- (obsolete) To become lost; to perish.
- (Can we find and add a quotation of Spenser to this entry?) ‘Yes, bonny wee thing, I’ll wear you in my bosom, lest my jewel I should tyne.’
Charlotte Brontë, Jane Eyre
tyne (plural tynes)
- Alternative form of
Part or all of this entry has been imported from the 1913 edition of Webster’s Dictionary, which is now free of copyright and hence in the public domain. The imported definitions may be significantly out of date, and any more recent senses may be completely missing.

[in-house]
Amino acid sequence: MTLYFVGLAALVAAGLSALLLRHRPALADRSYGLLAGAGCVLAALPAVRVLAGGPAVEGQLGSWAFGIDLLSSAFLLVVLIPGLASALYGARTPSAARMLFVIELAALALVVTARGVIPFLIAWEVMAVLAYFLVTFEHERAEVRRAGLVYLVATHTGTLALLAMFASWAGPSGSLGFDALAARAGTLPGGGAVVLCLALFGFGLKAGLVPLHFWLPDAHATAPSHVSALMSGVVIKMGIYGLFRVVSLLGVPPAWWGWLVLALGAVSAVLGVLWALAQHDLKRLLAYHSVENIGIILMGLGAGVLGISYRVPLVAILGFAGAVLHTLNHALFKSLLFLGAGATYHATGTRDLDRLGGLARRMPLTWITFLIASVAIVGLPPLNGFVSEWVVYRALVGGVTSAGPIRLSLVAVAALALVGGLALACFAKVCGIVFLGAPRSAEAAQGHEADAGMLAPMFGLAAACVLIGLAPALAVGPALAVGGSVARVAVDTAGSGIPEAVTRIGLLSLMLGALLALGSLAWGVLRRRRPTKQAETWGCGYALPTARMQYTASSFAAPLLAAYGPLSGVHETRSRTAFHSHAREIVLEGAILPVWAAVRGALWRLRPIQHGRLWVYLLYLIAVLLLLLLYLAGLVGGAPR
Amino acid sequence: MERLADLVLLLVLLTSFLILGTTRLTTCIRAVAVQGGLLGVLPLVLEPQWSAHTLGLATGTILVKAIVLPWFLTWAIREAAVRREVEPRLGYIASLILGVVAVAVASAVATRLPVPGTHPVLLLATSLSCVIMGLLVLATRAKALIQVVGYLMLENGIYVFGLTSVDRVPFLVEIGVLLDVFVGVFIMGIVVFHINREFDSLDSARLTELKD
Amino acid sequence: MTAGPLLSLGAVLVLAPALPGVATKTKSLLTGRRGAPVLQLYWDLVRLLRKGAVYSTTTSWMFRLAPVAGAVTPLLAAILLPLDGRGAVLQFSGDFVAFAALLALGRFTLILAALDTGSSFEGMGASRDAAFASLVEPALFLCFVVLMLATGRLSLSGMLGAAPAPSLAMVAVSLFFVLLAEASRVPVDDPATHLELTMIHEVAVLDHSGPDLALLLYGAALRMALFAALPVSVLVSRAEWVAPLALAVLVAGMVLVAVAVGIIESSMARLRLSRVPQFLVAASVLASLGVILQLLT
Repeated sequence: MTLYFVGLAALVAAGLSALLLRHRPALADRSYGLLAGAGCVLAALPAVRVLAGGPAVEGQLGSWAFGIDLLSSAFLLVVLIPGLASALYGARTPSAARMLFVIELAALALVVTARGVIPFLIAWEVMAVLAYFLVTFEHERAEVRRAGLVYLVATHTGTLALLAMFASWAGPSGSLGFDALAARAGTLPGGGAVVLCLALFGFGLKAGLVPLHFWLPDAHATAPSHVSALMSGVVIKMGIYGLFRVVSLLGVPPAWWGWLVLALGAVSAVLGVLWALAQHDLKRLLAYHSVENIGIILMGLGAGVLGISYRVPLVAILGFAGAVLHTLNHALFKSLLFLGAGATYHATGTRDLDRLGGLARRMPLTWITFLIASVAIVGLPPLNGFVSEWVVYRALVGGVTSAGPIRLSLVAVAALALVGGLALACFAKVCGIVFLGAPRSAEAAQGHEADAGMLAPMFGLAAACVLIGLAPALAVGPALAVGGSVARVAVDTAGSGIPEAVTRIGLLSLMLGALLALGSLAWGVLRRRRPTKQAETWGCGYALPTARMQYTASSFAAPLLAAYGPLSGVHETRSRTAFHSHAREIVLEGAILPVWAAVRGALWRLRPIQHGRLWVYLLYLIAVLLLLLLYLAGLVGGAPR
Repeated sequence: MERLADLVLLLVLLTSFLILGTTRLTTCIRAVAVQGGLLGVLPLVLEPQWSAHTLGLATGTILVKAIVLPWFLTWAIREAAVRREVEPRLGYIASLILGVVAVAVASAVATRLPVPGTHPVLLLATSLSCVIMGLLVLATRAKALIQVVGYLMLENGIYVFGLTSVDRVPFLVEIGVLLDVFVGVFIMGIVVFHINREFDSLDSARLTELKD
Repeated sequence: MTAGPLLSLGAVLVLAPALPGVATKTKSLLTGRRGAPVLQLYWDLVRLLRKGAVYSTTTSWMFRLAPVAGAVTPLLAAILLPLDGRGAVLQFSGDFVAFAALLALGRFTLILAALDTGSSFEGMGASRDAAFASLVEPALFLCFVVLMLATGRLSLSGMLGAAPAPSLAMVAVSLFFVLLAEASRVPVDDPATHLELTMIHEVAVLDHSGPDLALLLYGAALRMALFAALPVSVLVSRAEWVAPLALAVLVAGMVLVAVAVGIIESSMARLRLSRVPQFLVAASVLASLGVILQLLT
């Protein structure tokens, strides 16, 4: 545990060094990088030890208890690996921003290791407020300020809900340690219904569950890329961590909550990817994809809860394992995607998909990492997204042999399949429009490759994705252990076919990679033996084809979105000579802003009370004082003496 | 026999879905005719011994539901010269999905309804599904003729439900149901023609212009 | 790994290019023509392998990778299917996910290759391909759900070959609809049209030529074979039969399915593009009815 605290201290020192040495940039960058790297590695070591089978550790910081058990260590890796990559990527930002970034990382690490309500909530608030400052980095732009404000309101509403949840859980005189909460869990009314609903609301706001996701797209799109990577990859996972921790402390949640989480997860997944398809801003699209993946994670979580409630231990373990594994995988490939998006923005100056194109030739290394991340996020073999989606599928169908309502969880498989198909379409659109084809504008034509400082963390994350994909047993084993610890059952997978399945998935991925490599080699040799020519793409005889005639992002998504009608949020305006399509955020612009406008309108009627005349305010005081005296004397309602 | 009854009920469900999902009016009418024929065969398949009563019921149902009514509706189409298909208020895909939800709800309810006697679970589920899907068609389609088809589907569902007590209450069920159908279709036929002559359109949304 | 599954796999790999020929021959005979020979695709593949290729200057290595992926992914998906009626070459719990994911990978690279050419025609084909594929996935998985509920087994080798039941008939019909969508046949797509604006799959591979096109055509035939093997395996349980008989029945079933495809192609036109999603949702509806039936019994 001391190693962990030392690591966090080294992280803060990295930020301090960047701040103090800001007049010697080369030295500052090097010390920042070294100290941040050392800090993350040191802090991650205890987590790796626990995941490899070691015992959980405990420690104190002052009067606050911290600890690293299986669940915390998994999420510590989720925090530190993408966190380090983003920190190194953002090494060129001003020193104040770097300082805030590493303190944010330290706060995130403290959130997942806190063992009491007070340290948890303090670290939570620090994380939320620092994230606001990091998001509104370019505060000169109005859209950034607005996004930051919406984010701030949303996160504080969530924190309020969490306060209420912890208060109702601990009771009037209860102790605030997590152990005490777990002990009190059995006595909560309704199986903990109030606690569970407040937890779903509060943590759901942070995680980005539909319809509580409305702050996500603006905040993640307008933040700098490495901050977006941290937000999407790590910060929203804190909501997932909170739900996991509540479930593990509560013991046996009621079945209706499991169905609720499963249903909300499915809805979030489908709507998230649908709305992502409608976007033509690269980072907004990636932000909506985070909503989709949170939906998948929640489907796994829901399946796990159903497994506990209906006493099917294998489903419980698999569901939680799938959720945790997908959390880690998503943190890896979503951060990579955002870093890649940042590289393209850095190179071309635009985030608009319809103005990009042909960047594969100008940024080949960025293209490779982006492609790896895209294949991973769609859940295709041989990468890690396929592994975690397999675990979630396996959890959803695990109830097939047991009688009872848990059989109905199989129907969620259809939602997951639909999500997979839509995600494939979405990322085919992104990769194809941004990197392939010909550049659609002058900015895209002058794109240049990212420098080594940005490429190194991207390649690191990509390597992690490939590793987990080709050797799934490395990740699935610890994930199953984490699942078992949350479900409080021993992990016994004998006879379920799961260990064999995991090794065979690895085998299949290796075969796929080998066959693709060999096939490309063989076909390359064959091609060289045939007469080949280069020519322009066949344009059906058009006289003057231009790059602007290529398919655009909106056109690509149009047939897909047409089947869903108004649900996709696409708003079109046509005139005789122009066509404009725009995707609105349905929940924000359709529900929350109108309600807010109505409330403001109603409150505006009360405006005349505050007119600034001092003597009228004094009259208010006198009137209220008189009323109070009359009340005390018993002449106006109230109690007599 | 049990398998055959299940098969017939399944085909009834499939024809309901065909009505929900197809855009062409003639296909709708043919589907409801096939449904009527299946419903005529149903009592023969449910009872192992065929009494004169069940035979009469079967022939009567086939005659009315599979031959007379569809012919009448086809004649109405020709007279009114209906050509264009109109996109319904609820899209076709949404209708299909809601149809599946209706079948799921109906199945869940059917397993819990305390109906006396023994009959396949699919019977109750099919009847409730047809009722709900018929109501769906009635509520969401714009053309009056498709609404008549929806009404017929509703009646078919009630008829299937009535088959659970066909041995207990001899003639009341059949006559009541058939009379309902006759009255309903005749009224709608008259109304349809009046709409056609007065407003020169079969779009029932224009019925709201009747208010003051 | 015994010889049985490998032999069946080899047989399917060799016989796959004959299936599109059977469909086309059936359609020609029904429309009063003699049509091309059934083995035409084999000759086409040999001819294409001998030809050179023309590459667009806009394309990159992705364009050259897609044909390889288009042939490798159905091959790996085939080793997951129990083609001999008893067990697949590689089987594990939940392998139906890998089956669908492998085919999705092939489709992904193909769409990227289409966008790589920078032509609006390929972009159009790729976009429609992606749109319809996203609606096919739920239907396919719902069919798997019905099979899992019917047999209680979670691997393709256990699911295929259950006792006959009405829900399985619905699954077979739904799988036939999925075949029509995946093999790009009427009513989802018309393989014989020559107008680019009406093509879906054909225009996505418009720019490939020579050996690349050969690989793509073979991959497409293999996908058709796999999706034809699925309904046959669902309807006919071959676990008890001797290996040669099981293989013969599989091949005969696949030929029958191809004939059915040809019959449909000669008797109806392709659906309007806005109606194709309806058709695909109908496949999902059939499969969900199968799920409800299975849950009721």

(See the entry for tyne in Webster’s Revised Unabridged Dictionary, G. & C. Merriam, 1913.)
- To lose.
- Hoo muckle o weicht hae ye tint? = How much weight have you lost?
- 1850, Charlotte Brontë, Jane Eyre
- Yes, bonny wee thing, I'll wear you in my bosom, lest my jewel I should tyne.
- To cause somebody to lose a legal case.